This chapter proposes that the stable coexistence of regular and irregular patterns can be understood in terms of a trade-off between the opposing communicative pressures imposed by predictability and discriminability. On this view, irregularity is not ‘defective’ or ‘anomalous’. Instead, irregular formations exhibit an enhanced discriminability that brings them into maximal conformance with precepts like the ‘one form-one meaning principle’, while allowing them to act as attractors within a larger system. Conversely, regularity is neither ‘optimal’ nor ‘normative’. Regular patterns serve to facilitate predictability within a system. In order for regular items to perform this function, it must be possible to assign partially attested paradigms that exhaust the variation in the system. We suggest that a correlation between lexical neighbourhoods and patterns of co-filled cells bootstraps this analogical process.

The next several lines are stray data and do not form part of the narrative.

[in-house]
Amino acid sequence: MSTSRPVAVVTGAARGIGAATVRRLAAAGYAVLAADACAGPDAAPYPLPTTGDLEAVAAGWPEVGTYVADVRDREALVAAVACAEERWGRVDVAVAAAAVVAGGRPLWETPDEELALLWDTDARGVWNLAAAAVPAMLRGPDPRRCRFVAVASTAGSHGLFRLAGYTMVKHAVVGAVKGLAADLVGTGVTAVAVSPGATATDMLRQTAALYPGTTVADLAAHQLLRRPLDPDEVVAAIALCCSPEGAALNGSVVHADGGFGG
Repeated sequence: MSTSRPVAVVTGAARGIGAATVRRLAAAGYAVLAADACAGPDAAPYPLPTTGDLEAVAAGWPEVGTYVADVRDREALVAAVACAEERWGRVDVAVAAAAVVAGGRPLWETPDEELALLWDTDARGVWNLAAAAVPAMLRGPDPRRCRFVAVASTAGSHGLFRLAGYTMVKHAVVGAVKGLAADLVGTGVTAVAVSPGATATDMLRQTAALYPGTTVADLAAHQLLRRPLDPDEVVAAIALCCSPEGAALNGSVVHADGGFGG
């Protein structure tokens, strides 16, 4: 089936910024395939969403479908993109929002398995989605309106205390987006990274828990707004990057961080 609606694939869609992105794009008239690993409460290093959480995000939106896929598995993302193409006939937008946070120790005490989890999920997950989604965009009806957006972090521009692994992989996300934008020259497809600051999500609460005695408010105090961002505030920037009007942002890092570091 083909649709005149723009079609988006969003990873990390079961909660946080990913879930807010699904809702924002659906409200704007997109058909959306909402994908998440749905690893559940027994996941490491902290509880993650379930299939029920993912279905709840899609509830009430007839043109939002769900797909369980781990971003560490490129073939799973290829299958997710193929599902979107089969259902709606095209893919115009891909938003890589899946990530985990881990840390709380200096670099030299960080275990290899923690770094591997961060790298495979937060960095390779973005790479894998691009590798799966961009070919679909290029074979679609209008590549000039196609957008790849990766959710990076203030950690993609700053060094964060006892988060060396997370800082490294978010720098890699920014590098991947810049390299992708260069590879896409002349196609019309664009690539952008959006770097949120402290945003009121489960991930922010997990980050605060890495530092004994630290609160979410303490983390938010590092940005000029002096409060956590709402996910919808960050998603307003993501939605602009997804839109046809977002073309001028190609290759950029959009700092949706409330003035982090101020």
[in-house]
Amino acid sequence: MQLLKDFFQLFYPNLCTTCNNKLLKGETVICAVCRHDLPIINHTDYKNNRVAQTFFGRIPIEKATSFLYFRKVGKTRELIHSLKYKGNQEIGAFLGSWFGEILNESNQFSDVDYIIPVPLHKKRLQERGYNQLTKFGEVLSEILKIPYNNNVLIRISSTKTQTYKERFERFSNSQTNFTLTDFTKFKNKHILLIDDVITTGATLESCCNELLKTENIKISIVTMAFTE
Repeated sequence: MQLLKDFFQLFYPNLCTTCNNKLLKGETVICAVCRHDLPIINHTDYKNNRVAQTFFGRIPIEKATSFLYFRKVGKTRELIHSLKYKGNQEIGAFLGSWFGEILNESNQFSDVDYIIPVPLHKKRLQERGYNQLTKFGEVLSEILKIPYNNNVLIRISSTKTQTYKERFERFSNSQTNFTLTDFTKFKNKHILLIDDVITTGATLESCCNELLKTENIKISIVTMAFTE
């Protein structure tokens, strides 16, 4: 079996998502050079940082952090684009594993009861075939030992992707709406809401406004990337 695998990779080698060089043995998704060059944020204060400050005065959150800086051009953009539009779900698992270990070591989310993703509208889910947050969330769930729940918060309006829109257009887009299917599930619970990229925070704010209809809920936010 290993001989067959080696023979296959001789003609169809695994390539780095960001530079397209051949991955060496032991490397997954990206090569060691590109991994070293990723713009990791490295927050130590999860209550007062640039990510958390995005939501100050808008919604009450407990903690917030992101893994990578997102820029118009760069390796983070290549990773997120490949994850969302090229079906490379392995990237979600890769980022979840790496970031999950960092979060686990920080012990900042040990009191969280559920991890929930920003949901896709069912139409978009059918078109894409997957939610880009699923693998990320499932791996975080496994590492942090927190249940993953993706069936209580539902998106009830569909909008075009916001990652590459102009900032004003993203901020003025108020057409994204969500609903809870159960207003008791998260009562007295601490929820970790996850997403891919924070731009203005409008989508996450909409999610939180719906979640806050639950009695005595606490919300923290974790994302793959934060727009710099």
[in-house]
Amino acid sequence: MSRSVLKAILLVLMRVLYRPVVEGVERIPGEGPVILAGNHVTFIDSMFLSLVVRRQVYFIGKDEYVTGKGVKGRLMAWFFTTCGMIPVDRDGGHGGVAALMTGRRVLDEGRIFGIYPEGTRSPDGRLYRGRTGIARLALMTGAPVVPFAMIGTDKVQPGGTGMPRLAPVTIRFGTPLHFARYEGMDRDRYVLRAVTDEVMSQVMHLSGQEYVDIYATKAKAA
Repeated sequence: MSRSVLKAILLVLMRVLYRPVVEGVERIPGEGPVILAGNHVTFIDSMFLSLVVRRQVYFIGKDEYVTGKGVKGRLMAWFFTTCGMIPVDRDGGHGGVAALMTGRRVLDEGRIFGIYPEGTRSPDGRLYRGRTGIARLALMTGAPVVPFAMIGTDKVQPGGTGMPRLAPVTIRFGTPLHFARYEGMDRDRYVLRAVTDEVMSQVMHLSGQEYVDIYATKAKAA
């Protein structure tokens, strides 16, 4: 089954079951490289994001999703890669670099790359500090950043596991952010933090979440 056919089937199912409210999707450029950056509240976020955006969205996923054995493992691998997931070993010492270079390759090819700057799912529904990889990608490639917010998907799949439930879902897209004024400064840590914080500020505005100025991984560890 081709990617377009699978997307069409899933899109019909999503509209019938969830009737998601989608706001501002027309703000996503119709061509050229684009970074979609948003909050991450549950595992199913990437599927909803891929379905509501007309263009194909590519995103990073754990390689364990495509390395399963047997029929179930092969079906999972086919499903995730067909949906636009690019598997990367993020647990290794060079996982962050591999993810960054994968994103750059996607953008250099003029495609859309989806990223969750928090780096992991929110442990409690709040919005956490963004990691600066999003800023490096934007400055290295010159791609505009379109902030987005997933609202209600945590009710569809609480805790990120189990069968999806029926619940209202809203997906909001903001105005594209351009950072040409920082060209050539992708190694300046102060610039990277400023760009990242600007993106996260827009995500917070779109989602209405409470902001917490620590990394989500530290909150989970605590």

|Title of host publication||Perspectives on Morphological Organization|
|Subtitle of host publication||Data and Analyses|
|Editors||Ferenc Kiefer, James Blevins, Huba Bartos|
|Place of Publication||Leiden|
|Number of pages||20|
|Publication status||Published - 21 Jun 2017|
|Name||Empirical Approaches to Linguistic Theory|